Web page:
Wednesday, November 29, 2006

Neo-Confucianism had its roots in the thinking of some Tang Dynasty philosophers such as Han Yu, Li Au and Zhou Dun-yi. The Tang Dynasty was founded in 618 AD and lasted until 907. It is generally regarded as a high point in Chinese culture, with Chinese rule stretching over more territory than ever before. It was during this dynasty in 622 that the examination system to select court officials was reestablished. Emperor Tai Zong was responsible for bringing Confucianism back as the official teaching of the state by establishing a Confucian temple in the Imperial University and ordering scholars to prepare official commentaries on the Confucian classics. (Feng You-lan A Short History of Chinese Philosophy page 266)

Feng You-lan continues here to say though that by this time Confucianism had already lost its vitality. Philosophical speculation had been made available to the common people through the teachings of Buddhism and Daoism, making Confucianism seem like a philosophy for the elite to maintain power. In order to face these challenges, Confucian philosophers needed to reinterpret their tradition and breathe some new life into it. Wing-tsit Chan calls Zhou Dun-yi the founder of Neo-Confucianism. (The Way Of Lao Zi page 149) and recounts that in Zhou’s philosophy is based on the Great Ultimate, which really reads as the Non-Ultimate in Chinese characters. Chan says the Non-Ultimate generates the cosmic forces of yin and yang through which in transformation the myriad of creation is produced. This notion of the Non-Ultimate can be found in Chapter 28 of the Dao De Jing:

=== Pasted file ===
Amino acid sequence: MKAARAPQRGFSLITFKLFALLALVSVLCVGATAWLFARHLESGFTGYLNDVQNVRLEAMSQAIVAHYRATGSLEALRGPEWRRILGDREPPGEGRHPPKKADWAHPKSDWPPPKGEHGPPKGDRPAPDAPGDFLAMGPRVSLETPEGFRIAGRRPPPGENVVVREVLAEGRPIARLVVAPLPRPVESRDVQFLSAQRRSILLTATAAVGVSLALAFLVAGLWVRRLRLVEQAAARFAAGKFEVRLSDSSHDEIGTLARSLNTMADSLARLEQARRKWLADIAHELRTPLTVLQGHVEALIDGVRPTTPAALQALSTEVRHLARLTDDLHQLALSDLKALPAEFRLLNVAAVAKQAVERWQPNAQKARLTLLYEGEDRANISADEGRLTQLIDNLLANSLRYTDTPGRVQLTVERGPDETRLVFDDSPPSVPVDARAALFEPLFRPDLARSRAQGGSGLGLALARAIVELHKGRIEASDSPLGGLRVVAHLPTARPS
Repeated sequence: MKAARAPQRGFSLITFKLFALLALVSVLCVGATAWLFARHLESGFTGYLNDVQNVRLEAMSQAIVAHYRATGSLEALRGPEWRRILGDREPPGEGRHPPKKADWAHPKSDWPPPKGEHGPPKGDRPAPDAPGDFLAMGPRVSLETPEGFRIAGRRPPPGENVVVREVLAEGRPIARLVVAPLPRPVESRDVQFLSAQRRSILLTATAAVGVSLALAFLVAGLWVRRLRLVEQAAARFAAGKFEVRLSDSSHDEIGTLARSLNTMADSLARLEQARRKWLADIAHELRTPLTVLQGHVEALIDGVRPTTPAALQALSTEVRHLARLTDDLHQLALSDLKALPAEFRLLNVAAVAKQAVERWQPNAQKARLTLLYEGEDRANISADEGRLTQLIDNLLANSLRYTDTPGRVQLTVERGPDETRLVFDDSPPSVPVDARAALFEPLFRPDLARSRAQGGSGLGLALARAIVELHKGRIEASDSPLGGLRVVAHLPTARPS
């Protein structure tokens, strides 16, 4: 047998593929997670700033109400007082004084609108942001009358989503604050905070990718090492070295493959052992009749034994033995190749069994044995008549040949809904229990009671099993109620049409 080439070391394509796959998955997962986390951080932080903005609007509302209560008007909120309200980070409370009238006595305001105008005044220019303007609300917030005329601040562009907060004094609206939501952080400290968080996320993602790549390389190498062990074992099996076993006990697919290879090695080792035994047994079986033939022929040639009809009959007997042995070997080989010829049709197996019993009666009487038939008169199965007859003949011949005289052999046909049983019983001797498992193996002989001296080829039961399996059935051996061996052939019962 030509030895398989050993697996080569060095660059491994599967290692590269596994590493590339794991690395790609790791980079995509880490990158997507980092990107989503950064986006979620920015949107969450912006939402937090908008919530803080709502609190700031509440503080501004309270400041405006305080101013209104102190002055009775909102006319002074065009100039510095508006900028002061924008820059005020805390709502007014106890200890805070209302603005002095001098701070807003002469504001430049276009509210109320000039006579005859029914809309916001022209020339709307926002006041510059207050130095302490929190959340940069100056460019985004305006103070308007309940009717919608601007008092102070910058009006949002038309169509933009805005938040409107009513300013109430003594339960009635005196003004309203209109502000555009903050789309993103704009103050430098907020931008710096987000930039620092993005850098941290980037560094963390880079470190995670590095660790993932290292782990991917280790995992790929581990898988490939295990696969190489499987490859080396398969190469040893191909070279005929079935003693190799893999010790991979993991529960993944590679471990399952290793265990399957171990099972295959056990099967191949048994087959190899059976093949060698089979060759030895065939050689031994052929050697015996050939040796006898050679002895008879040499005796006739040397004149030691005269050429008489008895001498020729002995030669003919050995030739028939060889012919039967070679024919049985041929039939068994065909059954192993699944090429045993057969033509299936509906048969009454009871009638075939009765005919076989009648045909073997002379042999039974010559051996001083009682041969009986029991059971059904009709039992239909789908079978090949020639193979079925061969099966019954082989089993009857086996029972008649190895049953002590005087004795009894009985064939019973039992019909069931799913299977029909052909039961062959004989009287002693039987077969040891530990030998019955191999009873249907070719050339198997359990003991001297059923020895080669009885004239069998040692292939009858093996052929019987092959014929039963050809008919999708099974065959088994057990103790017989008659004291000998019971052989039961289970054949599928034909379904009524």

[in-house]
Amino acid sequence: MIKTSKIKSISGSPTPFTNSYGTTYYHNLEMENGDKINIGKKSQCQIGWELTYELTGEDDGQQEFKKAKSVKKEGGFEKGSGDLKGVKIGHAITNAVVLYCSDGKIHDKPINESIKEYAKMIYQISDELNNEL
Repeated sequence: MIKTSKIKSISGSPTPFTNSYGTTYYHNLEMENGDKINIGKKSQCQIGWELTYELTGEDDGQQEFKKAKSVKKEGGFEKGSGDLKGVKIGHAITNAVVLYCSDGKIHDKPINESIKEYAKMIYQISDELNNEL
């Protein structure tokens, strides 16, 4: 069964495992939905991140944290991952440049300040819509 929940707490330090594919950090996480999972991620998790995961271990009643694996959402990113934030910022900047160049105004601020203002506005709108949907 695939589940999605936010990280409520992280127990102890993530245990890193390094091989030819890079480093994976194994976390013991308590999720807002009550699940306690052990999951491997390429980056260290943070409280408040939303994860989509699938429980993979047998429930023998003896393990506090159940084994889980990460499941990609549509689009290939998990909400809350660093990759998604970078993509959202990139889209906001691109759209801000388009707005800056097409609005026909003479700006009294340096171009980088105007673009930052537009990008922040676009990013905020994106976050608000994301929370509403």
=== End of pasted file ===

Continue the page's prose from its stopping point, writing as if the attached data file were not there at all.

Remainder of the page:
“He who knows the white and yet keeps to the black, becomes the model for the world. Being the model for the world, he will never deviate from eternal virtue, but returns to the state of the Non-Ultimate.” (Translation by Wing-tsit Chan)

Both Feng and Chan mention the debt to the Confucian classic the Book of Changes for the development of Zhou’s cosmology. Chan says that he borrowed the concept from the Lao Zi and added to it the idea of the Great Ultimate in the book of changes. In the speculations of Zhou Dun-yi, we see the initial attempts to develop a metaphysical basis for Confucianism, which was then later developed by the great thinker Zhu Xi in the Sung Dynasty.

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